The factual dispute in this case goes directly to the second phase of a Title VII case, that is, the issue of whether the defendant has set forth through admissible evidence a legitimate non-discriminatory reason for discharging the plaintiff. See Texas Department of Community Affairs v. Burdine, 450 U.S. 248, 101 S. Ct. 1089, 1093-95, 67 L. Ed. 2d 207 (1981); Vaughn v. Westinghouse Electric Corp., 620 F.2d 655, 657 (8th Cir. 1980), vacated on other grounds, 450 U.S. 972, 101 S. Ct. 1504, 67 L. Ed. 2d 808 (1981). Without stating any position on whether the plaintiff has demonstrated a prima facie case, it is nevertheless clear that the nature of Keys' job performance as a factor in her dismissal is a factual dispute relating to a material issue. Further, where motive, intent and credibility are key factors summary judgment is generally inappropriate. See Pfizer, Inc. v. International Rectifier Corp., 538 F.2d 180, 185 (8th Cir. 1976), cert. denied, 429 U.S. 1040, 97 S. Ct. 738, 50 L. Ed. 2d 751 (1977). See also Romero v. Union Pacific Railroad, 615 F.2d 1303, 1309 (10th Cir. 1980) ("the question of retaliation is particularly inappropriate for summary judgment disposition, since the primary issue is one of intent and motive").
The appellees argue that in her deposition the plaintiff did not attribute Eissfeldt's actions to her race or sex or as retaliation for having filed the EEOC charge. They emphasize that another black female was promoted to replace Keys. Finally, appellees suggest that material issues in this case would relate only to whether the plaintiff was terminated on account of her race, on account of her sex or because she filed an EEOC charge and not to the nature of the plaintiff's job performance.
The appellees thus demonstrate a misunderstanding of Title VII law. As noted above, the nature of the plaintiff's job performance goes directly to the question of whether the defendant can present a legitimate non-discriminatory reason for dismissing Keys. The Supreme Court explains in Burdine that the crucial question in these cases is what was the reason for the employment decision. See Texas Department of Community Affairs v. Burdine, supra, 101 S. Ct. at 1093-94. The Court writes that after a prima facie case is established the "defendant must clearly set forth, through the introduction of admissible evidence, the reasons for the plaintiff's (dismissal)." Id. (emphasis added). In the case at bar, the district court recognized that the quality of the plaintiff's job performance and thus the reason for her dismissal was disputed. This fact is material in a Title VII case. Thus, if the trier of fact believes the defendant concerning the reason for the dismissal, then the plaintiff will not be allowed to recover. However, if this proffered explanation is not believed, then the plaintiff has taken a major step toward demonstrating discrimination. The question of the plaintiff's job performance is often times the crucial part of a Title VII case. See, e.g., Coleman v. Missouri Pacific Railroad, 622 F.2d 408, 410 (8th Cir. 1980).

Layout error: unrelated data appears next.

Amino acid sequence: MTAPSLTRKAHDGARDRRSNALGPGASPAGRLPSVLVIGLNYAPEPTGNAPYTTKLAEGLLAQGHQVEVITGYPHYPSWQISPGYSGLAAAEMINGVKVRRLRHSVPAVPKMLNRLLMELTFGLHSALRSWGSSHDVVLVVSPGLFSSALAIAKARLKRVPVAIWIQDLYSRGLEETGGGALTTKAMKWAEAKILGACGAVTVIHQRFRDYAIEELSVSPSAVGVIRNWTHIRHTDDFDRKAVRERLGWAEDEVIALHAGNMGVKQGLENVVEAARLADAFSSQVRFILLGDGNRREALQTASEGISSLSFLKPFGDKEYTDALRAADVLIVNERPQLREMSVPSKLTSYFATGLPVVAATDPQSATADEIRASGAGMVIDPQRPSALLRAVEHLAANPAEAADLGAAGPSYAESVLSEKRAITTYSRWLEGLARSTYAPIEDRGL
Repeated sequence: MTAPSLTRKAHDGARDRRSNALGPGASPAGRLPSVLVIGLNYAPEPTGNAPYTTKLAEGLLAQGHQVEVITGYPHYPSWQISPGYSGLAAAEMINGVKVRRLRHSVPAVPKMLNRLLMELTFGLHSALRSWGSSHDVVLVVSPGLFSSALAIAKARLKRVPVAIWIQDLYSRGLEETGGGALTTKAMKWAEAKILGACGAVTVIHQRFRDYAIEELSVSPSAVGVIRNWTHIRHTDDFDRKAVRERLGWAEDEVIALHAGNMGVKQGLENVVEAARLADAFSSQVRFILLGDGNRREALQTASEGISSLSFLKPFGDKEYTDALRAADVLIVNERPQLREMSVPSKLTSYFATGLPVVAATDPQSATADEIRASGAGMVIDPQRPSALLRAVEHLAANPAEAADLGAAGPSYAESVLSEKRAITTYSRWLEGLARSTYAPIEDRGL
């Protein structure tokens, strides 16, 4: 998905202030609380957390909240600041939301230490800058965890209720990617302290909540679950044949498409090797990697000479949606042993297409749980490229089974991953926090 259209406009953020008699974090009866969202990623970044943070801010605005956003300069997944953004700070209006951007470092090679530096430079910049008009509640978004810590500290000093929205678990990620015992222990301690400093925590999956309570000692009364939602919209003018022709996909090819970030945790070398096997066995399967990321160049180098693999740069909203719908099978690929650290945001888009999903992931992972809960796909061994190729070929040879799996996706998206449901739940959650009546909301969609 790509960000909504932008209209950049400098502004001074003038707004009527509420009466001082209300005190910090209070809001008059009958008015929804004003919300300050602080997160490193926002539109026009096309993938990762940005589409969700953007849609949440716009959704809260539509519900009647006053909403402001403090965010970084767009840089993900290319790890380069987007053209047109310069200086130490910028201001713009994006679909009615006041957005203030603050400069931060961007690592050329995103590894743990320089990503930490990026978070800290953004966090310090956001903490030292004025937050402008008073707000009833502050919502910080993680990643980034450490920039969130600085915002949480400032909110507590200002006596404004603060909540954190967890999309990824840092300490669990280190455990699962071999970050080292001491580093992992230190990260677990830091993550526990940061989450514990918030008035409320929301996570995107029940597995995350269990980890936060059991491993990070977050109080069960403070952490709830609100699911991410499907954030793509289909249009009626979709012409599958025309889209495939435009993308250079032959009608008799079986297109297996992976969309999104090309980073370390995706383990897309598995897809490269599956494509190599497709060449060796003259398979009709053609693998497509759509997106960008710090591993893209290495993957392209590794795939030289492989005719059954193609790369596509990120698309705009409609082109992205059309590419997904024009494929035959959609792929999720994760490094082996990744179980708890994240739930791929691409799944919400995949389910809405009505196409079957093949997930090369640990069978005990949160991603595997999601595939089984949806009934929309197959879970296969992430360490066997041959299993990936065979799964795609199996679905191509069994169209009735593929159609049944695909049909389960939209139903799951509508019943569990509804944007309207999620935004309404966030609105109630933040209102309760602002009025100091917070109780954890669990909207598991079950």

The retaliation claim in this case is particularly inappropriate for resolution by summary judgment. Generally, a prima facie case of retaliatory discharge is made out by showing four elements: (1) that the plaintiff filed a charge with the EEOC, (2) the defendants were aware of this charge, (3) the plaintiff was subsequently dismissed, and (4) the date of the discharge followed the protected activity (the filing of the charge) so closely as to justify an inference of a retaliatory motive. Womack v. Munson, 619 F.2d 1292, 1296 n.6 (8th Cir. 1980).
In the case at bar, Keys filed a charge with the EEOC on November 20, 1978. Less than two months later, on January 11, 1979, the plaintiff was discharged. It is our view that the plaintiff has presented a prima facie case, at least with regard to the retaliation claim. The defendants' response to this apparent prima facie case will likely be to argue that the plaintiff was not dismissed in retaliation but because of her job performance. This is one of the facts that the depositions indicate is in dispute. This demonstrates that there is a genuine issue of material fact. See Romero v. Union Pacific Railroad, supra, 615 F.2d at 1309.